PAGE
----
It's 7 a.m. on March 1, 2001. The hustle and bustle of the big city is coming to life. Store and theater owners are getting ready for the rush of thousands of tourists who pour in daily to snap photographs, spend money and experience the scene of this great community.
It could be a snapshot of New York's Times Square, but it's actually the scene at Hollywood Boulevard and Highland Avenue. A scene in the future, but the very near future thanks to TrizecHahn's $400 million investment in a new retail and entertainment center.
Many of us who have lived in Southern California over the years are skeptical. This has been tried before and failed. What can be different today than in years gone by?
It's worth going back to the 1970s, when Times Square had become a spawning ground for pimps and drug dealers. It provided the appropriately seedy environment for "Taxi Driver" and "Midnight Cowboy" to be shot unfit for visitors, inhabitants and business people.
It took a private/public campaign effort before investors committed $4 billion in the Times Square neighborhood more than enough to bring back the glamour of 42nd Street. Indeed, more than 20 million tourists now stop by Times Square each year. This renaissance has revitalized Broadway's 39 theaters, with 10.6 million show tickets sold in the 1996-97 season marking a milestone for the largest audience volume on the Great White Way in 16 years.
For non-theatergoers, over 250 restaurants and 10 cinemas boasting 40 new screens beckon. The neighborhood now is home to more than 27,000 residents a population enhanced by nearly 1.5 million commuters who pass through Times Square on a daily basis. Strap-hangers, sightseers, shoppers and strollers make this New York nexus a constantly happening environment.
As for commerce, Times Square is headquarters for about 5,000 businesses and organizations, inhabiting 21 million square feet of office space and employing 213,000 people. The mix reflects the array of disciplines New York attracts from financial services and media to entertainment and fashion.
The impetus for Times Square's incarnation was ignited around the end of 1994 when Walt Disney Co. agreed to renovate a decaying movie theater on West 42nd Street in the center of the square. Within less than three years, the New Amsterdam Theater reopened with a musical production of Disney's "The Lion King." Suddenly, commercial real estate experts and business leaders noted that Times Square worked.
A Business Improvement District helped clean things up first by shutting down sleazy establishments that had reached their peak in the '70s, when there were about 120 "adult-use" storefronts. By 1994, the number was reduced to 47; by 1997, it was 21.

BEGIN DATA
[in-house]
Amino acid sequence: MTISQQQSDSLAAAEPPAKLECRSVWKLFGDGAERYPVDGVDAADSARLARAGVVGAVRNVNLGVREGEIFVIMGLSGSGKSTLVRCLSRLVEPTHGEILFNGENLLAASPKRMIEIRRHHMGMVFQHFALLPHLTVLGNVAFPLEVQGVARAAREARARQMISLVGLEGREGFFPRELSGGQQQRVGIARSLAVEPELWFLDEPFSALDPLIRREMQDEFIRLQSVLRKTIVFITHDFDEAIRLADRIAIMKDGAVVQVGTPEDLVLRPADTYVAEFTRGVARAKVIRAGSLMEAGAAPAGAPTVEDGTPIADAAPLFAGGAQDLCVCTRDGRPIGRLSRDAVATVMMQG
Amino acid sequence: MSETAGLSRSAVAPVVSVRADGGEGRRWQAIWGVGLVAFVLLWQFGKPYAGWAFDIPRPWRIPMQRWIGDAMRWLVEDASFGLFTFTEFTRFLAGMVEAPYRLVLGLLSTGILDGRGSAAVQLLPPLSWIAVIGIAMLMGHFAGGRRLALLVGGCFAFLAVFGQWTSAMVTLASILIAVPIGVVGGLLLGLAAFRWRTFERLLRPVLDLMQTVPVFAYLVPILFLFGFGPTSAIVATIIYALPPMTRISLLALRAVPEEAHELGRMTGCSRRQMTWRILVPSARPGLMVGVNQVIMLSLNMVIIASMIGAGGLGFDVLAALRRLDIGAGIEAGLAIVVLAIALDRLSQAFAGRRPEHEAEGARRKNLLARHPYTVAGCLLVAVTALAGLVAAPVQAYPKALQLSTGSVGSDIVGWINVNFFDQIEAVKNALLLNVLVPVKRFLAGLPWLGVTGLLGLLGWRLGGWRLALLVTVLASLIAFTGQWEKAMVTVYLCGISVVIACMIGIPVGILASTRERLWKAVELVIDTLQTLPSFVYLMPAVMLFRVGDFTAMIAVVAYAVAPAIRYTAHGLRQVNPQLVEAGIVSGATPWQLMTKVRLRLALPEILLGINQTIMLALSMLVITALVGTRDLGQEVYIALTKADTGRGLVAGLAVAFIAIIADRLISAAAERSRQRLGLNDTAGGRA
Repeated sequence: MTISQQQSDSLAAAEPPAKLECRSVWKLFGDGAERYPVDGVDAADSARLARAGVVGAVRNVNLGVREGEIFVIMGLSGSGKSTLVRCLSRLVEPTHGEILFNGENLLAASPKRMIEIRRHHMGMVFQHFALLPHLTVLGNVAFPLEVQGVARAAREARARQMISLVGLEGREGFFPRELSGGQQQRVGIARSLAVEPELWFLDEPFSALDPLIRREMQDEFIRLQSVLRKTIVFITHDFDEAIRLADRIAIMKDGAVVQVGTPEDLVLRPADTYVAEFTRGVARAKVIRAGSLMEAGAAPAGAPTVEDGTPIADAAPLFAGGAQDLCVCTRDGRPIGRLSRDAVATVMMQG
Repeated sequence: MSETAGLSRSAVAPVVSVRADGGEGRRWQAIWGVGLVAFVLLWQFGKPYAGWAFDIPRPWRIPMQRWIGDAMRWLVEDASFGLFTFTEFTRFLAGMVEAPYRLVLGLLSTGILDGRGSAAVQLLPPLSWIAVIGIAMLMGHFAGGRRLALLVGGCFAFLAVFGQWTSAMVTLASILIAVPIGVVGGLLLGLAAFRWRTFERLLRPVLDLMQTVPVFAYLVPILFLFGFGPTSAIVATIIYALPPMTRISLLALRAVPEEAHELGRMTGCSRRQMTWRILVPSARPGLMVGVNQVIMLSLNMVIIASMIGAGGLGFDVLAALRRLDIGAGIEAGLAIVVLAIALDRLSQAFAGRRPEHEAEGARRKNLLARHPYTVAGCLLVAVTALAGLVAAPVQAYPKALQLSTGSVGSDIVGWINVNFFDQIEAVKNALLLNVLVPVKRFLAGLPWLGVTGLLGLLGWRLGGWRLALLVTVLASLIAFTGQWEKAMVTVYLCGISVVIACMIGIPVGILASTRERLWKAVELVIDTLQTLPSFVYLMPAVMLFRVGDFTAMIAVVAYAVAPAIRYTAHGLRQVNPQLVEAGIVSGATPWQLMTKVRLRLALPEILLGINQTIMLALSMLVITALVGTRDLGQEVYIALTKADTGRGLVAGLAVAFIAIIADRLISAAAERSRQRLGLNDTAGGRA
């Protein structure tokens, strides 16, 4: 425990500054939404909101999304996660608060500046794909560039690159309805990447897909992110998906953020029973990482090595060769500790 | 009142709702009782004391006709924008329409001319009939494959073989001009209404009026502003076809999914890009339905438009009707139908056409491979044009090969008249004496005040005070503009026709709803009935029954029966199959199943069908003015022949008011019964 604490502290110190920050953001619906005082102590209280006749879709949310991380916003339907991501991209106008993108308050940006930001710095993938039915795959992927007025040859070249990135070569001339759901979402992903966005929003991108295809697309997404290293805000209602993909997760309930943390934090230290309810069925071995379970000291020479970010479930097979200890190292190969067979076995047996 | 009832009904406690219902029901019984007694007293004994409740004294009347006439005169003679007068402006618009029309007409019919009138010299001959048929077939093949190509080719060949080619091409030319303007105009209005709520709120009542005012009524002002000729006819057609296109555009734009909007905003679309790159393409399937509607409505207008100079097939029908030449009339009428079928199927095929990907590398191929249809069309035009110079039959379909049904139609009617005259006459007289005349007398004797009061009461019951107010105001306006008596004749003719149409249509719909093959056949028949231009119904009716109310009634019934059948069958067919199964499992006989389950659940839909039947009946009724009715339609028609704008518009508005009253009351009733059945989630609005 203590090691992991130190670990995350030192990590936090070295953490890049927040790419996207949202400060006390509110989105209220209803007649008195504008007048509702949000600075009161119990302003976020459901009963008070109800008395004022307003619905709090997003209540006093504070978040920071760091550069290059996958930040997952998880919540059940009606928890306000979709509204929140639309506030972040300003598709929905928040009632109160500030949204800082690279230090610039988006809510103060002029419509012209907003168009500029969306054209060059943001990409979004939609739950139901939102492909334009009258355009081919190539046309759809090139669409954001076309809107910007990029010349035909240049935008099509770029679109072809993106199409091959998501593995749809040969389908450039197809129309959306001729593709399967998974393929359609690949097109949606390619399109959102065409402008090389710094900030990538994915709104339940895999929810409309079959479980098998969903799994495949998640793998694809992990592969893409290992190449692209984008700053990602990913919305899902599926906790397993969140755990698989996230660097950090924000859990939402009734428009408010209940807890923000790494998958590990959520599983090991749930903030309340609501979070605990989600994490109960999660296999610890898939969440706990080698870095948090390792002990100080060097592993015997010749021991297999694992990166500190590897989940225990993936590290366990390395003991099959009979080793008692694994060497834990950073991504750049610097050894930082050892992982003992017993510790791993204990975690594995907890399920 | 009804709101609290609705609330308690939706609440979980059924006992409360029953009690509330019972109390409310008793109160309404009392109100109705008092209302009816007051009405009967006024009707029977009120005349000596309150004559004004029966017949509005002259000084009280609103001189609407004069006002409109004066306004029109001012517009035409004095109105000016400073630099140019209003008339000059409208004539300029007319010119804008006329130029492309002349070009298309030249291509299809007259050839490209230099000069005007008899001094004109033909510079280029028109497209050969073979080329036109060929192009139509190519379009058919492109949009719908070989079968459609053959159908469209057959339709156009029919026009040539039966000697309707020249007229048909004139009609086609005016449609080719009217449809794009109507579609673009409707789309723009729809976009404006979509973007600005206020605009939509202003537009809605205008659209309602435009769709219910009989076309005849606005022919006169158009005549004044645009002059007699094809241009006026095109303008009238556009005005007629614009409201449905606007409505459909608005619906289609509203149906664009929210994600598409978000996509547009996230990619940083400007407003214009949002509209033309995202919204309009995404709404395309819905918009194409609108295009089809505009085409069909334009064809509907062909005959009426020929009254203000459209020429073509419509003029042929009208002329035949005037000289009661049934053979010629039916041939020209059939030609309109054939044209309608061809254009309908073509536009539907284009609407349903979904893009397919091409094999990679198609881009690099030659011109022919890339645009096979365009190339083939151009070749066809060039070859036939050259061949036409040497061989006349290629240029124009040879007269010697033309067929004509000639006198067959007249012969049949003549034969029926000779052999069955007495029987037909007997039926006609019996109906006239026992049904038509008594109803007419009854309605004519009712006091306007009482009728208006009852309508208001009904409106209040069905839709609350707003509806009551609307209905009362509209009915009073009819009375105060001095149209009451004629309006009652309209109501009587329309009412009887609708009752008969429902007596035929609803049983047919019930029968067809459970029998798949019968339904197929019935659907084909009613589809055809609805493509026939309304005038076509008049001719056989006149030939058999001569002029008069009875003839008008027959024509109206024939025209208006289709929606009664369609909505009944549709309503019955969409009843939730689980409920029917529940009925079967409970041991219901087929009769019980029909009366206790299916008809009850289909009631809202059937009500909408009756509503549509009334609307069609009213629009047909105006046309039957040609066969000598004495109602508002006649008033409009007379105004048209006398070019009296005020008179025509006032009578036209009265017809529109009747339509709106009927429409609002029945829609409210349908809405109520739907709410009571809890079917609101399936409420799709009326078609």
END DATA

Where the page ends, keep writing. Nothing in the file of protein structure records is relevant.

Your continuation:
Sanitation efforts were vastly increased, crews were put to work to remove offensive graffiti, and other campaigns were initiated to sustain the cleanup. Additional efforts included improved street lighting and pedestrian passageways.
David Malmuth, a former Disney development executive who worked on renovating the New Amsterdam Theater, had a similar vision for Hollywood. The experience from 42nd Street gave him the insight to believe that hidden within historic streets and communities lie golden opportunities.
The El Capitan, Pantages, Egyptian, and Mann Chinese theaters have been the conservators of an era when Hollywood was the glamour capital of the world. These great institutions will now be complemented by multimillion-dollar projects including: the $20 million Hollywood Spectacular, the $45 million Hollywood Marketplace, the $3 million Hollywood Museum, the $4 million Entertainment Plaza as well as the $15 million renovation to the Egyptian theater, which will reopen in December. The El Capitan Theatre has already been renovated by Disney and will reopen this month.
The "Bringing Hollywood back to Hollywood" project will include 57,500 square feet of ballroom space; a 3,300-seat live entertainment venue that will be home to the Academy Awards; a five-screen, 1,800-seat multiplex operated by Mann Theatres; Babylon Court, which will feature restaurants, shops, and nightclubs; and the Hollywood Hotel, a new 565-room facility that will reinvent the existing on-site hotel.
When the Hollywood & Highland project is in full operation, it is expected to generate $122.3 million in new on-site spending, which will, in turn, generate $217.6 million in new economic activity in Los Angeles County. The additional sales tax that is expected to be collected annually from new retail spending would be close to $2 million.
With additional taxes collected from business licenses that are based on gross revenues, the city expects to generate about $8.9 million from the Hollywood & Highland development, vs. $1.8 million that had been projected without the project.
Retail spending is estimated to reach $213 million, including new sales in the hotel. The Hollywood & Highland project also will have a positive impact on nearby businesses in the Hollywood community.
This is a classic case study in the power of economic development which, if harnessed properly, can fulfill the dreams of America's best-known and best-loved historic communities.
From the concrete canyons of New York to the palm-lined boulevards of Los Angeles, two extraordinary locations are being returned to their original incarnations. Times Square has once again taken on its legendary roles as a center for the Big Apple's entertainment and tourism world; Hollywood will undergo a magical "facelift" and emerge re-chiseled as a magnet for the West Coast's movie-going, business and community population.
Lorraine Spurge writes the Business Journal's "Ask Lorraine" column and is the author of "Money Clips: 365 Tips That Will Pay One Day at a Time."
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